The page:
Drop your guard and connect with your prospect

I’ve been having an email ding-dong with somebody. Not an argument exactly, but a back-and-forth exchange (as all are, I hear you say) that’s been frustrating for both of us. So eventually, I picked up the phone. And you know what? The tension evaporated, the misunderstanding disappeared and peace broke out. Not that we were ever at war. It’s just that we were both a little tense and our emails probably projected that. The language wasn’t intemperate, nor were any lines crossed. But there was a certain something that created confusion, frustration and an atmosphere. But don’t you write as you talk, Kevin? you’re probably wondering. Well yes, I do, but remember that written communication is a two-way thing: there are the signals you send out, and the ones that are received. And often, they’re two very different things.

Drawing a conclusion

An artist friend of mine said sometime back that her art is a combination of creation and interpretation. She brings a certain amount to the canvas, and the rest is up to the viewer. They bring their experience, attitudes, thoughts, memories, visual acuity and personality to the party. And what they see – or imagine they see – is often vastly different from what my friend intended. Not that she minds. Her art, as far as she’s concerned, is a collaborative venture. She does her bit, and the viewers do theirs. Writing is much the same. You know what you mean, but that meaning is often seen through the filter of the reader. If they don’t know you, or your company, or your products, or your service, or your excellent reputation, you’ve got some work to do to meet them halfway. And often, doing that is easiest by a slightly roundabout route.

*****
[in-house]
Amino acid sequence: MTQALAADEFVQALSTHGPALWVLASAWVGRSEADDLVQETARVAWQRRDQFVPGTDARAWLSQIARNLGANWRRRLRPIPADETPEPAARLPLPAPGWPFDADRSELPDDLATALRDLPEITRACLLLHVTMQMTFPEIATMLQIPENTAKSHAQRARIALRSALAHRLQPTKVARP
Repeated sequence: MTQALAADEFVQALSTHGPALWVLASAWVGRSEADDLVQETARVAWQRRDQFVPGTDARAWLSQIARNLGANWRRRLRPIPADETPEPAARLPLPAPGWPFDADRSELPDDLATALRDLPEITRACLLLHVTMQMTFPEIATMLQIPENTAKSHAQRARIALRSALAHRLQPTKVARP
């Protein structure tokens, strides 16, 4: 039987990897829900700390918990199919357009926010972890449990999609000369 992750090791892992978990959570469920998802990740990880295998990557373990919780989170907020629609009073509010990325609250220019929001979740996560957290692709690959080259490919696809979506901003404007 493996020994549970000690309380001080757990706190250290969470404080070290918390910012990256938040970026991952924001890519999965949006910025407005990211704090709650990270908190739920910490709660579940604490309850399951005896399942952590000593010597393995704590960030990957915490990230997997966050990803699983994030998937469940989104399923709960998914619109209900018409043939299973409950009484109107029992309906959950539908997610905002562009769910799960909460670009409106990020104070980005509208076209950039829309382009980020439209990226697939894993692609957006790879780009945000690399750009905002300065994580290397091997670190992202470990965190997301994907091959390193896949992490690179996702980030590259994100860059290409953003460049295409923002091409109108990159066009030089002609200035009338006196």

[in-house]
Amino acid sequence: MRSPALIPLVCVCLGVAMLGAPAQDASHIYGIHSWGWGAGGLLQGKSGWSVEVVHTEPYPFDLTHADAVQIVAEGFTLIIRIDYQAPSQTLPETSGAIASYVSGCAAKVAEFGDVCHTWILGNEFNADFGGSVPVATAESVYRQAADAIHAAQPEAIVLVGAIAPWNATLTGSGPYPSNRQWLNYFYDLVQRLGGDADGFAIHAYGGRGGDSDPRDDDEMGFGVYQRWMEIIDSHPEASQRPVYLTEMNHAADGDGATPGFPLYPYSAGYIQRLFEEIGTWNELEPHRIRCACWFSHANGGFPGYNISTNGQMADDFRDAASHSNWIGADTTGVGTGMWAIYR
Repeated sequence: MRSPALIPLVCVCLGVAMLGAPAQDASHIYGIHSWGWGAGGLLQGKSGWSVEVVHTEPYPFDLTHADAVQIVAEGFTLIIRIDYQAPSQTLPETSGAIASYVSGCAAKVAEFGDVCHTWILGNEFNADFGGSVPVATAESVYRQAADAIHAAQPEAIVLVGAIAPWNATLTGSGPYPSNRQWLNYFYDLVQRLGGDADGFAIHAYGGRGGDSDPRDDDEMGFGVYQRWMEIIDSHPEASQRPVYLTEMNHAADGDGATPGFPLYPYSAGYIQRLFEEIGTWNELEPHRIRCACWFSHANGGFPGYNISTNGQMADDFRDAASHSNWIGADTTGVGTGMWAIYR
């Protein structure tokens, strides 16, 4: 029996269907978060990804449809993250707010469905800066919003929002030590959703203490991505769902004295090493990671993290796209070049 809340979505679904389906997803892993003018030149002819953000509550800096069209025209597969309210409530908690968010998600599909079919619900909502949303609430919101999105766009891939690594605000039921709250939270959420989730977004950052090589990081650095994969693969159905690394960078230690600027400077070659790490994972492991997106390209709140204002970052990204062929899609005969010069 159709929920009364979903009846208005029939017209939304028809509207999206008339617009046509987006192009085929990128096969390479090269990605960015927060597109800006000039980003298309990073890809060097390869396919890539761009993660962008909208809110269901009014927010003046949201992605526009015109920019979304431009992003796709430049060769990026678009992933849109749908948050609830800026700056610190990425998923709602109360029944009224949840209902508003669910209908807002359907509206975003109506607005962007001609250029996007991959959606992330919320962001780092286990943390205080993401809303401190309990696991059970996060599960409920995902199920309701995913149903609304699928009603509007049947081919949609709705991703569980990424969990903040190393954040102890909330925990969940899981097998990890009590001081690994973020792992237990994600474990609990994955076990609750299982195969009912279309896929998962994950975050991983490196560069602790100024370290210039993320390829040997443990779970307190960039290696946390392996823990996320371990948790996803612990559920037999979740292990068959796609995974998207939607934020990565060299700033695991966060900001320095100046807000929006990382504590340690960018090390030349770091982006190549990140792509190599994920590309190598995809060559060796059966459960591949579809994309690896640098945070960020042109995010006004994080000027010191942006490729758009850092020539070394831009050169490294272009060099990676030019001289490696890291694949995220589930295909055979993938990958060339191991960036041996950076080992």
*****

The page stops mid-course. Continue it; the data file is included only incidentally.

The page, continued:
Balancing act

Just last week, I was looking for a YouTube video on juggling (don’t ask). And I stumbled across a chap called Charlie, who taught himself to juggle pretty respectably within a week – using other YouTube videos, naturally. But it wasn’t his juggling skills that most interested me. It was his intelligence, sense of humour, and self-effacing nature that won me over. One video led to the next, and the next, and I found myself liking Charlie more and more. I’d give him a job (but he doesn’t need one). I’d buy him a drink (but he looks barely old enough). I’d lend him a tenner (but I think he earns more than I do). Like many YouTubers, he’s an introvert who’s found a vast global audience without venturing into the danger zone of crowds. Key to his success  is his vulnerability. He lets his guard down, shares his secrets and isn’t afraid to laugh at himself. If only companies did the same. Some do, and they’re very successful. One of my clients is a consultancy firm that handles Insurance Premium Tax (don’t worry – I’d never heard of it either until I started working for them). Not exactly the most exciting topic, you might think. Maybe, and maybe not. It’s all a question of approach. And theirs is an odd name, a striking logo, and a colourful, simple website that makes a complex subject easy. It’s a funky approach that works well for them – and for their readers. So what could you do to connect with readers?
  • Lighten up when you write. It’s not a legal contract, but an attempt to connect with somebody just like you.
  • Tap into the fears, concerns and problems of your audience. Show them that you know where they’re coming from.
  • Let them see there are real people behind the company. On the Home page, on the About page, on the Contact page. Real people looking happy, smiling and friendly (not stock images of models).
  • Use humour, but remember it’s a bit like alcohol, and should be consumed with moderation.
  • Tell people a secret, personal or corporate.
  • Grab them with a headline that talks about them, not you.
  • Imagine you’re talking to them. Talk to them if that helps (but make sure you’re not in too public or embarrassing a place).
  • And lastly, at the risk of sounding (almost literally) preachy, treat them as you’d like to be treated yourself.
Connecting really isn’t that difficult. It’s just a case of letting go. Of picking up the phone. Of losing the stiff, impersonal language of corporate communication. Of putting a smile on somebody’s face. And deep down, we all know how to do that. Find out more:
  • Ball games. Can’t juggle? Charlie will soon have you on your way. 
  • Taxing subject. Impendulo lifts the veil on Insurance Premium Tax, making light work of a heavy subject.